Alley in Pisa, Italy

by Lars Kotthoff

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I recently dropped my camera bag from around waist level to the ground. The ground is somewhat padded (carpet) and the bag itself has padding (the typical messenger type of bag's padding). The camera was in a facing down position (lens towards the ground). I was shocked to find that after the drop my filter was completely shattered. I don't know how much damage was done to the lens yet as it is in the repair shop now. But just from looking at it the lens is not cracked, but possibly scratches.

So I guess the question is, in a situation like this, will it likely to have more or less damage with the filter? On one hand the filter broke and not the lens, but on the other hand the filter glass might have damaged the lens in itself.

I'm asking specifically to cases such as a drop and big impact damage (lens bumping to a wall etc).

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I dropped a DSLR with a $1200 lens on it and a $200 CPL filter. It dropped straight down on the CPL against concrete. The CPL was destroyed, the lens and DSLR were fine and required no repair. That is only one example but enough for me to prefer even the $200 cost over what it would cost to repair the $1200 lens. The funny thing is, insurance covers dropping my lens/body, but not the filter. So it can depend on your insurance and deductibles, etc. as well. –  dpollitt Jun 6 '13 at 13:55
    
@dpollitt - Front element replacement may also be in the $200-$300 range. It's not always as expensive as people think it is... and you're insurance point is valid. –  John Cavan Jun 6 '13 at 14:14
    
@JohnCavan - Yeah realistically a high quality CPL is much more expensive than buying a hq UV filter - but of course I was actually using the CPL for other benefits beyond any drop protection. But if front element replacement is $250 and a hq UV filter is $100, I still might be inclined to use it for drop protection. It is at least something to consider. –  dpollitt Jun 6 '13 at 14:32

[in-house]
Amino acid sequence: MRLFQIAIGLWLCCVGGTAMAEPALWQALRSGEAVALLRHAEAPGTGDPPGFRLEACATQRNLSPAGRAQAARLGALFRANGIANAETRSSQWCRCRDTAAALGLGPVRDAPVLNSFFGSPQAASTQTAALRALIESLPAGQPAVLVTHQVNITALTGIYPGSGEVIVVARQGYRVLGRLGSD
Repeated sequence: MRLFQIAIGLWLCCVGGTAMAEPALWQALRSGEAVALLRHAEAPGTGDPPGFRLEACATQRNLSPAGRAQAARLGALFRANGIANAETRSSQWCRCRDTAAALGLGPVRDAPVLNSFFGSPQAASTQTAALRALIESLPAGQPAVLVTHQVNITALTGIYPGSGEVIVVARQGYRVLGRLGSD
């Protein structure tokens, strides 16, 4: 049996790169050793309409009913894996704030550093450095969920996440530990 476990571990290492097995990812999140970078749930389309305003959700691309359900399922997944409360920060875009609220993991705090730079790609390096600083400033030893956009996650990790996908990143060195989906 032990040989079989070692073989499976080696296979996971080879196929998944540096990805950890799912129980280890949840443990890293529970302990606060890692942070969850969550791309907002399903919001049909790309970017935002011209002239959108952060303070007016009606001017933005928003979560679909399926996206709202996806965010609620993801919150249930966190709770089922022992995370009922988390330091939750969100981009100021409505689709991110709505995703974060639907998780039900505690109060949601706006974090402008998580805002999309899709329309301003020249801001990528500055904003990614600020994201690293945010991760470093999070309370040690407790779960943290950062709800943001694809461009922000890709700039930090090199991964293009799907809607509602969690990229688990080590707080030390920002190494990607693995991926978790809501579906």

3 Answers 3

So, the common idea is that the UV filter helps to protect the lens element from damage. Stores love to push that concept, a lot, and I think it stems from trying to actually get rid of them in the digital age when it didn't really need them. They've now managed to create a sustained market for UV filters despite the fact the UV part of it is meaningless. Kudos to them, I suppose, but I think it's a waste of money and I'm not the only one.

So, in the scenario you just described, you may now be out the cost of the shattered filter and possibly the cost of a front element replacement, though this is not as expensive as you might think. Filters are not strong glass, unlike your lens element, and so it is entirely possible that had the filter not been there there would be no harm done (though you may have calibration problems, that depends). You may still not have significant damage, as a result of the filter, it takes a lot to make a lens useless, but you never know.

For me, I don't use them. A lens hood is far more effective in blocking significant contact with the front element. If there is some likelihood that I might be in a massive sandstorm or something, then maybe I'd slap on a UV filter, but probably not.

As further food for thought... A filter is another piece of glass. Cheap ones can degrade image quality, but all of them run the risk of light reflection creating ghosted reflections in your shots. When I start to add up the plusses and minuses, I'm not seeing a lot of plusses for the filter.

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Not to scold a moderator, but the question was if the filter can cause more or less damage when it is dropped. I agree with everything you said, but left them out of my answer because they weren't directly relevant to the question at hand. It's a great argument as to why they aren't worth using, but they do still protect the lens element. –  AJ Henderson Jun 6 '13 at 4:12
    
Dang. How long did I just spend going through Roger Cicala's blog to find the same link you had already used? –  Michael Clark Jun 6 '13 at 8:36
    
@AJHenderson - The "more or less" is impossible to answer without the lens in hand. What you can note, which I did, is what the possible outcomes could be as a result of using it or not. At any rate, I don't think they protect the element unless you're in a sandstorm, at which point you're probably not taking many pictures anyways. –  John Cavan Jun 6 '13 at 10:20
    
@JohnCavan - The "more or less question wasn't about the particular drop, it was in general and it is impossible to answer definitively if more damage or less will occur since a fall is a complex system, but it is possible to analyze the probable outcomes. –  AJ Henderson Jun 6 '13 at 12:59